Kosse, TX, Stoneware Temperance Snake Jug

January 30, 2010 Stoneware Auction

Lot #: 176

Price Realized: $17,250.00

($15,000 hammer, plus 15% buyer's premium)

PLEASE NOTE:  This result is 13 years old, and the American ceramics market frequently changes. Additionally, small nuances of color, condition, shape, etc. can mean huge differences in price. If you're interested in having us sell a similar item for you, please contact us here.

Auction Highlight:  Anna Pottery | Southern Pottery | Texas Stoneware | January 30, 2010 Auction

January 30, 2010 Auction Catalog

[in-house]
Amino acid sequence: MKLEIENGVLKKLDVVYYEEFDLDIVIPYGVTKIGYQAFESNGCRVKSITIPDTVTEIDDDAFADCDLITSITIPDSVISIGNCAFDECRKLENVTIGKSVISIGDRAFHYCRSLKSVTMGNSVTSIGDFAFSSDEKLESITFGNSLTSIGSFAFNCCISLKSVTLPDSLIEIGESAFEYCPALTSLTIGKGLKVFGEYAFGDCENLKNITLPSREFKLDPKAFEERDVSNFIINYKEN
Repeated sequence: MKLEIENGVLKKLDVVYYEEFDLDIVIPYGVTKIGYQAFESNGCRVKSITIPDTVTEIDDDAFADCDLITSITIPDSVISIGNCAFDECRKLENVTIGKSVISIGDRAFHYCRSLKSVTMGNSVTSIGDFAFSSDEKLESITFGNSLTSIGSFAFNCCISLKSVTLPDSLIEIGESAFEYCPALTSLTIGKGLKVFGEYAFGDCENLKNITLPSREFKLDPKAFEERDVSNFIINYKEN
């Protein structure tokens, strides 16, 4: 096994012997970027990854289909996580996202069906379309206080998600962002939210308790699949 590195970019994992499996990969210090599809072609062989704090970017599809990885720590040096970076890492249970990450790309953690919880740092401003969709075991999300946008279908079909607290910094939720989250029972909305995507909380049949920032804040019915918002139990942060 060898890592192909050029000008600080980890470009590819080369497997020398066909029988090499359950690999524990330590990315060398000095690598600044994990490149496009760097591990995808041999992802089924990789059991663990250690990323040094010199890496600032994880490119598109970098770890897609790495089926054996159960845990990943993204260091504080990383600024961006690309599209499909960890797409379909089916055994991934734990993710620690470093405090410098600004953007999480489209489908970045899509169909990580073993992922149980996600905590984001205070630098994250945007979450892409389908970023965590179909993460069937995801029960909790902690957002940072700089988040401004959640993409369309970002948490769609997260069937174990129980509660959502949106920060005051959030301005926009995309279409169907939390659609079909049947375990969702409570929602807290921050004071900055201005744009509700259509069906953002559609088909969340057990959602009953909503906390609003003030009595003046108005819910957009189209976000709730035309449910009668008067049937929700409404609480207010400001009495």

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Exceedingly Rare and Important Texas Stoneware Temperance Jug with Applied Figural Decorations and Painted Surface, Signed J.L. STONE, Kosse, TX, late 19th century, ovoid jug with rounded spout, decorated with the hand-modeled head of a man, painted white with blue eyes, red lips, and blue shirt, protruding from the shoulder of the jug. The head is underscored by the inscription "The Result" within an oval. A snake, which forms the jug's handle, attempts to swallow the man by his head. A second large snake slithers around the reverse and side of the jug. A lizard and centipede further decorate the front. A human body figure wearing a red shirt, pants, and cowboy boots, extends from one side of the jug, surrounded by the incised words "First Attempt". Above the figure is banner with the slogan "Go in lemmons (sic) and come out squeezed". Applied knot holes and a roughly-incised surface give the jug a rustic, bark-like appearance. Incised in a white-painted scroll on one side "J.F. Johnson & J.W. Dillon / MANUFACTURERS/ OF / ALL KINDS OF / STONEWARE / Kosse Texas." Opposite side incised within a white-painted plaque "MADE & PRESENTED TO THE Fire Brick & Tile Company By J.L. STONE". A small applied brick, incised "Timse's Best" likely refers to a potter at the fire brick and tile company, for which the jug was made. A truly remarkable example of Southern folk art. Temperance jugs of this style were evocative of the evils of alcohol consumption. It is unclear whether or not such vessels were actually made in support of the Temperance Movement, serving to warn people of alcohol's dangerous results. Many agree today that such jugs were more light-hearted in tone and did not actually intend to deter casual drinking. Most such jugs were produced by Wallace and Cornwall Kirkpatrick in Anna, IL, during the last quarter of the 19th century. A stoneware spaniel in possession of the Bayou Bend Collection at the Museum of Fine Arts, Houston, is inscribed "J. L. S." and was also made by John L. Stone; according to an article discussing the museum's accession of the dog--published in the March 2003 issue of the Magazine Antiques--Stone came from Illinois and worked in various potteries in Limestone County, TX. His Illinois heritage suggests he trained or otherwise worked directly with the Kirkpatricks. Wear to paint on spout. Chip to one snake's upper jaw and loss to much of same snake's body. Missing an applied snake, with only a few segments of body remaining. Loss to lizard's snout. Lizard missing tail. Missing a second lizard or other animal at shoulder, with only two legs remaining. Human figure on front possibly missing hands. This damage is common to pieces of this type, and it appears that much of it occurred in the firing. The smoothness of the lost segments suggest the applied decoration may not have adhered properly to the jug when made and separated from it during the firing. Furthermore, much of the paint on the jug's surface covers the damage, indicating the damage occurred sometime during, or shortly after, its manufacture. H 11".

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